Natural material path building does have limits, so there are scree cones where you are left to your own because to fix them would require walls of reinforced concrete.

This was about where we entered the fog and didn’t see anything else for a good few hours, although the crowds of walkers seriously thickened. I was in such a foul mood I stayed at the front or the back to avoid talking to anybody. Actually, being anywhere except very far at the back was not an option because I was by far the slowest, and I don’t like the clattering of those stupid metal walking poles on my heels. I’ve never walked with poles and don’t understand them other than to make your arms feel like they’re doing something useful.

We skipped the roped shortcut between the Scafells and did the down up bit instead. Three down and one to go, chirped Becka. My joints had stopped hurting, but I was beginning to think there was something wrong with my muscles. But that’s only soft tissue, so they don’t count. Also, I didn’t have very good socks. Becka had carefully separated out all the proper walking socks from the drawers at home without telling me with the intention of bringing them along for the weekend (even though she only needed two). So I couldn’t find any on the night and had to wear just a couple of crappy odd nylon tube socks which, combined with my feet slopping around in my cheap pair of walking boots, meant I got rope burn across the tops of my toes. Also, the left big toenail has gone weird.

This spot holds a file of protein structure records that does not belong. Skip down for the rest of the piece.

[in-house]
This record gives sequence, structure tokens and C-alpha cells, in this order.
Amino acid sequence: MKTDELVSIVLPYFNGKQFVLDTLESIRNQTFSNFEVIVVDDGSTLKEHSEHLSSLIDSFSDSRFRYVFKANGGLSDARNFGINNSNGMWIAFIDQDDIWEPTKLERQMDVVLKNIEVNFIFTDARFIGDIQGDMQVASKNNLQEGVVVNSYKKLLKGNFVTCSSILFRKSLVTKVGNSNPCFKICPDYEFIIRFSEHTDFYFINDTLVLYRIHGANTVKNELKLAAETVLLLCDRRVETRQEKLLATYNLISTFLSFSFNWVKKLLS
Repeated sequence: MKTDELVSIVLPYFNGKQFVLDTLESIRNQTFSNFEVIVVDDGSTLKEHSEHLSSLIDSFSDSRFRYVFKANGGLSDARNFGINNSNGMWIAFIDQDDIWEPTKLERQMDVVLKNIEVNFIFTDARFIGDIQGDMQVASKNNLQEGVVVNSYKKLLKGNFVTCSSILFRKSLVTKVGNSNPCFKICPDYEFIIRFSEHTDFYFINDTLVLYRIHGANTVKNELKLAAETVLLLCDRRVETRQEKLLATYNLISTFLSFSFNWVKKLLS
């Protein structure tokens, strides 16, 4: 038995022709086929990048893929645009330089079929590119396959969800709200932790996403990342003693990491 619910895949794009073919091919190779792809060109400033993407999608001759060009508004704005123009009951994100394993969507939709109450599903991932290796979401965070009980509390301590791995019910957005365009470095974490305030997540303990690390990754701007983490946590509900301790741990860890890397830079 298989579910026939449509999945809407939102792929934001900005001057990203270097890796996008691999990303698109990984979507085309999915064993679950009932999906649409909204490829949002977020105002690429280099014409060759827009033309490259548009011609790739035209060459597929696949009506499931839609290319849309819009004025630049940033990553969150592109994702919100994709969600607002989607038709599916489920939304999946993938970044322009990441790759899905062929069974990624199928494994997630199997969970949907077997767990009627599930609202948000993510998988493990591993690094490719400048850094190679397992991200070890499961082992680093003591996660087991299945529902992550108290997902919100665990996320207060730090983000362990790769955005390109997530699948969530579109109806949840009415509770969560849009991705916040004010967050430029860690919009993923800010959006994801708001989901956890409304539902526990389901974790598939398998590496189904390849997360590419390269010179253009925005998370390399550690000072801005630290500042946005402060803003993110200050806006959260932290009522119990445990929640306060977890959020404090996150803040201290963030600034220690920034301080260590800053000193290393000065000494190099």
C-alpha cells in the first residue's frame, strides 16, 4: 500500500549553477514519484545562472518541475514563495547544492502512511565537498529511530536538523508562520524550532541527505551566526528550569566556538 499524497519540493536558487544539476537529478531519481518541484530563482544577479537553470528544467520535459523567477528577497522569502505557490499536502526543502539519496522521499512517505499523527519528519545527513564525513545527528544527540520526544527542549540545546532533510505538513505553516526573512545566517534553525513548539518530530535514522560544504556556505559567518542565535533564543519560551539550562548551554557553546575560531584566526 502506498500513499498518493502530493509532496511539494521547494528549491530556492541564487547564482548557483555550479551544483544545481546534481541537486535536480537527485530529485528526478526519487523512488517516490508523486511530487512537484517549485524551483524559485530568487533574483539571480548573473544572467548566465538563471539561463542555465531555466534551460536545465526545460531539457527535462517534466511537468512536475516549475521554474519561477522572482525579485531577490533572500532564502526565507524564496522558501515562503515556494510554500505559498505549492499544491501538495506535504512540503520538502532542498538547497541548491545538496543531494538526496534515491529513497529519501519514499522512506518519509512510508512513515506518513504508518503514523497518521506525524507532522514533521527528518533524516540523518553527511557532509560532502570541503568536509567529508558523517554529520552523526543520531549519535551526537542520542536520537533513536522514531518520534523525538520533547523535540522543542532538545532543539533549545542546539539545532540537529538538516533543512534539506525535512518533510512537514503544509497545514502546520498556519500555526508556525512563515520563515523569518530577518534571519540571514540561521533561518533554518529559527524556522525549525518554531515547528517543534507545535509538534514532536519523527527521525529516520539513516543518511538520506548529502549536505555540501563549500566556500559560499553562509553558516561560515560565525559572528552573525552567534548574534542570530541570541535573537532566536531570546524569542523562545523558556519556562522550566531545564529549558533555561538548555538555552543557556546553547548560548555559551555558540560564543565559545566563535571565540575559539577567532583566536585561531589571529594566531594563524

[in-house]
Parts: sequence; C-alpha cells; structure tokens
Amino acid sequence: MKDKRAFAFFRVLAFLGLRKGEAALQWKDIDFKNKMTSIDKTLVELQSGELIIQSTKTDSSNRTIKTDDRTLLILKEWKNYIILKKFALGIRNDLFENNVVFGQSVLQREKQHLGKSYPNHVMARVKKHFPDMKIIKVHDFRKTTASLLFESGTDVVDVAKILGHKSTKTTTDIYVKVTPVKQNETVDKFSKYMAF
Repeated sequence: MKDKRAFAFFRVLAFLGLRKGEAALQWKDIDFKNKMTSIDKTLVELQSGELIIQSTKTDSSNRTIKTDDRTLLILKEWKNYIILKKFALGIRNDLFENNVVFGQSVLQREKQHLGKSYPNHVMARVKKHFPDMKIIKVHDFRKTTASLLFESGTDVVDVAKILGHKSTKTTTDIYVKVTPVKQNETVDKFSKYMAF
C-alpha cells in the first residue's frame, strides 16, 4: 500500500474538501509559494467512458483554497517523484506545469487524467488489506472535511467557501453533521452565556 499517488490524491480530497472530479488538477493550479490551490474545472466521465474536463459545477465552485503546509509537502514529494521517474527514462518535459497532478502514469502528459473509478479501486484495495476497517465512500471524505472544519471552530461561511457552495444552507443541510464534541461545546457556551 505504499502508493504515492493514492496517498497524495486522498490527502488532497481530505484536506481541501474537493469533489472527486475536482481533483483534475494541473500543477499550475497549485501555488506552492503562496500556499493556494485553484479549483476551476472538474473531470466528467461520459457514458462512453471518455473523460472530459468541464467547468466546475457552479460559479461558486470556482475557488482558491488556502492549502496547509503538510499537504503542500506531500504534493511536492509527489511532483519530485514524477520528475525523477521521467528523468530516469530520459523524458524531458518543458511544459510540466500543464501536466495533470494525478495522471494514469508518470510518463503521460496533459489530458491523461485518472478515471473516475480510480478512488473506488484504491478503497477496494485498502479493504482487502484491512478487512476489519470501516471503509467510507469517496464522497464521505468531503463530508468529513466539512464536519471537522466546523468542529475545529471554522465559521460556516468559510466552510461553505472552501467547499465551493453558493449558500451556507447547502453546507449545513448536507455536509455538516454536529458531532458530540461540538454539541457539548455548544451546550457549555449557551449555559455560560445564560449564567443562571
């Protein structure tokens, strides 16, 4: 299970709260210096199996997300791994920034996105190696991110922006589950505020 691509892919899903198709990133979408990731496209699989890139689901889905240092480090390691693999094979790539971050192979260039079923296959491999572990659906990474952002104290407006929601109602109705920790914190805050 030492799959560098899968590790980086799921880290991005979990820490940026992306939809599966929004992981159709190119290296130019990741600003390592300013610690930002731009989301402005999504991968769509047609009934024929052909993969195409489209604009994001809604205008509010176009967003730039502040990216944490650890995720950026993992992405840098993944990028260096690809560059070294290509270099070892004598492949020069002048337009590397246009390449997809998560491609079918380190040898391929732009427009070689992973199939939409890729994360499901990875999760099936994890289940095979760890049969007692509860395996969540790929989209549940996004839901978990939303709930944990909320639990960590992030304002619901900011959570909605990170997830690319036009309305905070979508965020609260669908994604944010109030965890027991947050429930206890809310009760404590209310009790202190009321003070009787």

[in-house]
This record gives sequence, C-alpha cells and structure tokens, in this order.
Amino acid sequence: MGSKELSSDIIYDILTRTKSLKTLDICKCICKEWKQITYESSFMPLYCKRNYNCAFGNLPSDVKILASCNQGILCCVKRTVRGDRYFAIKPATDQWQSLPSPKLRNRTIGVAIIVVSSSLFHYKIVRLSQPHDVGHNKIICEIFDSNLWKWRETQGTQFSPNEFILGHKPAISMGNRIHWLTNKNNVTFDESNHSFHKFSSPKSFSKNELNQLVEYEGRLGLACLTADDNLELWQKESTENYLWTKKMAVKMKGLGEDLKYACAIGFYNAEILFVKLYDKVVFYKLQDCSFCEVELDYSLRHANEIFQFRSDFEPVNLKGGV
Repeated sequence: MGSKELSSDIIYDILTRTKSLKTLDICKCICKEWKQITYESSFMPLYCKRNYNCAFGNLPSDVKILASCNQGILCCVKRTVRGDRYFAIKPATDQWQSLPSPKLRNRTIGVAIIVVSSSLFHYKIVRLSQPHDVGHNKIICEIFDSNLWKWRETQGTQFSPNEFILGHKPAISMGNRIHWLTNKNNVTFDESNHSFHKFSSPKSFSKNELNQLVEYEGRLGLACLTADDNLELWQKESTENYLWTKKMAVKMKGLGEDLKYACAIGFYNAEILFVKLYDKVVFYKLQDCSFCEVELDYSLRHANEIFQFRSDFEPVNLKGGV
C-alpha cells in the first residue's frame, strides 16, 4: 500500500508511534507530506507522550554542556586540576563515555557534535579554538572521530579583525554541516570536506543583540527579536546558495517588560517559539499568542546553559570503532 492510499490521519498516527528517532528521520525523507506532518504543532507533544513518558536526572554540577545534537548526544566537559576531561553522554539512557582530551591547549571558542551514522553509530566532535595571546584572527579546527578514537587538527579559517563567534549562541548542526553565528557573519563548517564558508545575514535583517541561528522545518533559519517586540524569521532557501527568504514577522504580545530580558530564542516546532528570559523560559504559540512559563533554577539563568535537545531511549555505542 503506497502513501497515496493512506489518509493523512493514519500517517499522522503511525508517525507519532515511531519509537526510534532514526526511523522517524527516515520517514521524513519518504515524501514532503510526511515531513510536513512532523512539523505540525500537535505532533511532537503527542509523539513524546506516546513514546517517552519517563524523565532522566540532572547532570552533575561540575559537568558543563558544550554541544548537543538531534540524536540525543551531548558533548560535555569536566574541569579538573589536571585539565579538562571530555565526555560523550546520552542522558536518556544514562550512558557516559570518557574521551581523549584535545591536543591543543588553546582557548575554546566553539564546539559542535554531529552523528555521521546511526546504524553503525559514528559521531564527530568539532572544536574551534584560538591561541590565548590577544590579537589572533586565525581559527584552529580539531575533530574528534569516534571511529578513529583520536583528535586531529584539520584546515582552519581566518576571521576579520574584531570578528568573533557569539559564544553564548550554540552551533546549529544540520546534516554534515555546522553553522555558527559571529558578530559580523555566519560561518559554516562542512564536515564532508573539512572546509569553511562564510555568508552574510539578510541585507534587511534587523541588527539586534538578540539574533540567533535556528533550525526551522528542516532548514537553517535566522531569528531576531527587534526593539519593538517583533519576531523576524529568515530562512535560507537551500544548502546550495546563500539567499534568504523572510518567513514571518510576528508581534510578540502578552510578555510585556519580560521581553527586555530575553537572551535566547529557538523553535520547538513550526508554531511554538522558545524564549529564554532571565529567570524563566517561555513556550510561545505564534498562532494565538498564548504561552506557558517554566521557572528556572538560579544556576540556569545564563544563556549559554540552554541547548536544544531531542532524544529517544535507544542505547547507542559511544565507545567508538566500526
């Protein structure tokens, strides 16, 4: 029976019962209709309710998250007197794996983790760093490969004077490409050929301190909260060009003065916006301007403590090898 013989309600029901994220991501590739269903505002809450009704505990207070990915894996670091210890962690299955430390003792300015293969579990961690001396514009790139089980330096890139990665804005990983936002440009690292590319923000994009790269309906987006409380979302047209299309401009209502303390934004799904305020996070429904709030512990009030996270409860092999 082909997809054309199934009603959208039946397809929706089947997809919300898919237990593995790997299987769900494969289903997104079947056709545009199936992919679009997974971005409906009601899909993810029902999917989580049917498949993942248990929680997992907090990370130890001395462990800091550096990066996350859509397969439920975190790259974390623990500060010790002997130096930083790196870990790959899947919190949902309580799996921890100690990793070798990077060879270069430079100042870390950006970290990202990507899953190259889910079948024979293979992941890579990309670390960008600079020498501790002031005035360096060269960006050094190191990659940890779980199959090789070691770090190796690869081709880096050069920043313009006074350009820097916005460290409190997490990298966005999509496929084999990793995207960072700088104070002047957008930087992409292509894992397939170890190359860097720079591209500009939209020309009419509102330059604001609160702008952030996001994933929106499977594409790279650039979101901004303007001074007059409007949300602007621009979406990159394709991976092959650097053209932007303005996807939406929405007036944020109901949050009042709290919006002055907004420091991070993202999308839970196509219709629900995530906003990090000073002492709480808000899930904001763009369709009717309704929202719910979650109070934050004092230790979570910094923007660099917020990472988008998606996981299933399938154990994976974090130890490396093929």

I knew so little about this walk that I thought High Raise was the fourth peak. But no, we went over it and down into a boggy valley towards Helvellyn.

You have got to be joking, I thought looking up at it. At this point tempers had totally unraveled and frayed between me and Becka. Becka, who had never heard of this challenge before, was determined to complete it, and I was holding everyone up and would potentially spoil everything if they didn’t get it done in under 24 hours. The clock was ticking on. “Hurry up,” she kept coming back to me to say.

“Why don’t you just bugger-off with your real friends and leave me alone!” I cried.

And she did.


I spent some time lost and in pain, then eventually found the road, got to the spare car that had been staged at Wythburn, drove back to Keswick and crashed out in the back of our Berlingo. Something was badly wrong with my muscles. My calves felt as though a fridge had been dropped across both of them. My legs are still not right five days later.

For some of the folks on this walk it was their third attempt, so it was perfectly reasonable for me to fail. No I don’t want some better walking boots for my birthday, because I don’t like walking. Next time this idea comes up I’m converting to the Metric system and doing the Lakeland 1000ers by walking all zero peaks in the Lake District over 1000 metres in altitude in less than 24 seconds.